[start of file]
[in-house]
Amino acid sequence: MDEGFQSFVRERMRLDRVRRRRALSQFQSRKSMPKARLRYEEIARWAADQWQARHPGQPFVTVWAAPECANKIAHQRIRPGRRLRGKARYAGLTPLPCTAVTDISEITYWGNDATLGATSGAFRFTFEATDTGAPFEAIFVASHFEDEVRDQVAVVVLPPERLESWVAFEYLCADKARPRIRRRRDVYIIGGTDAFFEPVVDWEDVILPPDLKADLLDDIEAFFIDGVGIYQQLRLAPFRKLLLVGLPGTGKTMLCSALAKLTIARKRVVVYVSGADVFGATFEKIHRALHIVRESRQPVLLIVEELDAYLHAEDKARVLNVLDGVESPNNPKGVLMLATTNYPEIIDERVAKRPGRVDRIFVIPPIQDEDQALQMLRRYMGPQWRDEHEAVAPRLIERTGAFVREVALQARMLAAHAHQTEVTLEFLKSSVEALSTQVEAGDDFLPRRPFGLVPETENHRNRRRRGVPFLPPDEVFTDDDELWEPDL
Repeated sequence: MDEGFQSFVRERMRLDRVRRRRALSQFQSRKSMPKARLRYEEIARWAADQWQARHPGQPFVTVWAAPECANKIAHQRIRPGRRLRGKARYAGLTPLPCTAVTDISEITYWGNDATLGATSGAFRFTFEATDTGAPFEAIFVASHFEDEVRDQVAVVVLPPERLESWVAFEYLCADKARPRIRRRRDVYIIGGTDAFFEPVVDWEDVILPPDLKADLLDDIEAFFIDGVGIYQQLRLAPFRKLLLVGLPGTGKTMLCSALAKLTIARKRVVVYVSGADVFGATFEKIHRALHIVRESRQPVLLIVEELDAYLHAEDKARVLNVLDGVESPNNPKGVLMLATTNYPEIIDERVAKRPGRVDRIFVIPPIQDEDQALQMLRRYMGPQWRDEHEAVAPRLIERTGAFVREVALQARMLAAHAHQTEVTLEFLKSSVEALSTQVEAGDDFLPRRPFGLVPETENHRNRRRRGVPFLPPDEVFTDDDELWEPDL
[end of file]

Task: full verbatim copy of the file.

[in-house]
Amino acid sequence: MDEGFQSFVRERMRLDRVRRRRALSQFQSRKSMPKARLRYEEIARWAADQWQARHPGQPFVTVWAAPECANKIAHQRIRPGRRLRGKARYAGLTPLPCTAVTDISEITYWGNDATLGATSGAFRFTFEATDTGAPFEAIFVASHFEDEVRDQVAVVVLPPERLESWVAFEYLCADKARPRIRRRRDVYIIGGTDAFFEPVVDWEDVILPPDLKADLLDDIEAFFIDGVGIYQQLRLAPFRKLLLVGLPGTGKTMLCSALAKLTIARKRVVVYVSGADVFGATFEKIHRALHIVRESRQPVLLIVEELDAYLHAEDKARVLNVLDGVESPNNPKGVLMLATTNYPEIIDERVAKRPGRVDRIFVIPPIQDEDQALQMLRRYMGPQWRDEHEAVAPRLIERTGAFVREVALQARMLAAHAHQTEVTLEFLKSSVEALSTQVEAGDDFLPRRPFGLVPETENHRNRRRRGVPFLPPDEVFTDDDELWEPDL
Repeated sequence: MDEGFQSFVRERMRLDRVRRRRALSQFQSRKSMPKARLRYEEIARWAADQWQARHPGQPFVTVWAAPECANKIAHQRIRPGRRLRGKARYAGLTPLPCTAVTDISEITYWGNDATLGATSGAFRFTFEATDTGAPFEAIFVASHFEDEVRDQVAVVVLPPERLESWVAFEYLCADKARPRIRRRRDVYIIGGTDAFFEPVVDWEDVILPPDLKADLLDDIEAFFIDGVGIYQQLRLAPFRKLLLVGLPGTGKTMLCSALAKLTIARKRVVVYVSGADVFGATFEKIHRALHIVRESRQPVLLIVEELDAYLHAEDKARVLNVLDGVESPNNPKGVLMLATTNYPEIIDERVAKRPGRVDRIFVIPPIQDEDQALQMLRRYMGPQWRDEHEAVAPRLIERTGAFVREVALQARMLAAHAHQTEVTLEFLKSSVEALSTQVEAGDDFLPRRPFGLVPETENHRNRRRRGVPFLPPDEVFTDDDELWEPDL